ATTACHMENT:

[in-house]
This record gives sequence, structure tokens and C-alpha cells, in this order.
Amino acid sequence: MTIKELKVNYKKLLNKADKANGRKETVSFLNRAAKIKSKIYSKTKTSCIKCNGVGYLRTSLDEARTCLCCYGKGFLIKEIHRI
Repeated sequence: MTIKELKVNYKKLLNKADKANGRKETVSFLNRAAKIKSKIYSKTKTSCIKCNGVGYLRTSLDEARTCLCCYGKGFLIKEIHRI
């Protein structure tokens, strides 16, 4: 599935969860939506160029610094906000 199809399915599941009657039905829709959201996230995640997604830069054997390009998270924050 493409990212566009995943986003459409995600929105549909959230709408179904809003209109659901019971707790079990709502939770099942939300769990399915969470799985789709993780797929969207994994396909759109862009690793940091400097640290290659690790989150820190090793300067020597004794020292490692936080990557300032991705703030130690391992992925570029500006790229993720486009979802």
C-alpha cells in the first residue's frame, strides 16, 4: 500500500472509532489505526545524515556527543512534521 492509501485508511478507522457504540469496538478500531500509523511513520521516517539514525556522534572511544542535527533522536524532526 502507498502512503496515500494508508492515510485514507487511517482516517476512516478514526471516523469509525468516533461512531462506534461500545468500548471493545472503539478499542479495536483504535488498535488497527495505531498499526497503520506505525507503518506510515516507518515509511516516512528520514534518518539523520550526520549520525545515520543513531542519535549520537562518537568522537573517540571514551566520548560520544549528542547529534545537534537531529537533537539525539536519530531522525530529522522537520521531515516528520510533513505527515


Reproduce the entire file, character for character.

[in-house]
This record gives sequence, structure tokens and C-alpha cells, in this order.
Amino acid sequence: MTIKELKVNYKKLLNKADKANGRKETVSFLNRAAKIKSKIYSKTKTSCIKCNGVGYLRTSLDEARTCLCCYGKGFLIKEIHRI
Repeated sequence: MTIKELKVNYKKLLNKADKANGRKETVSFLNRAAKIKSKIYSKTKTSCIKCNGVGYLRTSLDEARTCLCCYGKGFLIKEIHRI
């Protein structure tokens, strides 16, 4: 599935969860939506160029610094906000 199809399915599941009657039905829709959201996230995640997604830069054997390009998270924050 493409990212566009995943986003459409995600929105549909959230709408179904809003209109659901019971707790079990709502939770099942939300769990399915969470799985789709993780797929969207994994396909759109862009690793940091400097640290290659690790989150820190090793300067020597004794020292490692936080990557300032991705703030130690391992992925570029500006790229993720486009979802």
C-alpha cells in the first residue's frame, strides 16, 4: 500500500472509532489505526545524515556527543512534521 492509501485508511478507522457504540469496538478500531500509523511513520521516517539514525556522534572511544542535527533522536524532526 502507498502512503496515500494508508492515510485514507487511517482516517476512516478514526471516523469509525468516533461512531462506534461500545468500548471493545472503539478499542479495536483504535488498535488497527495505531498499526497503520506505525507503518506510515516507518515509511516516512528520514534518518539523520550526520549520525545515520543513531542519535549520537562518537568522537573517540571514551566520548560520544549528542547529534545537534537531529537533537539525539536519530531522525530529522522537520521531515516528520510533513505527515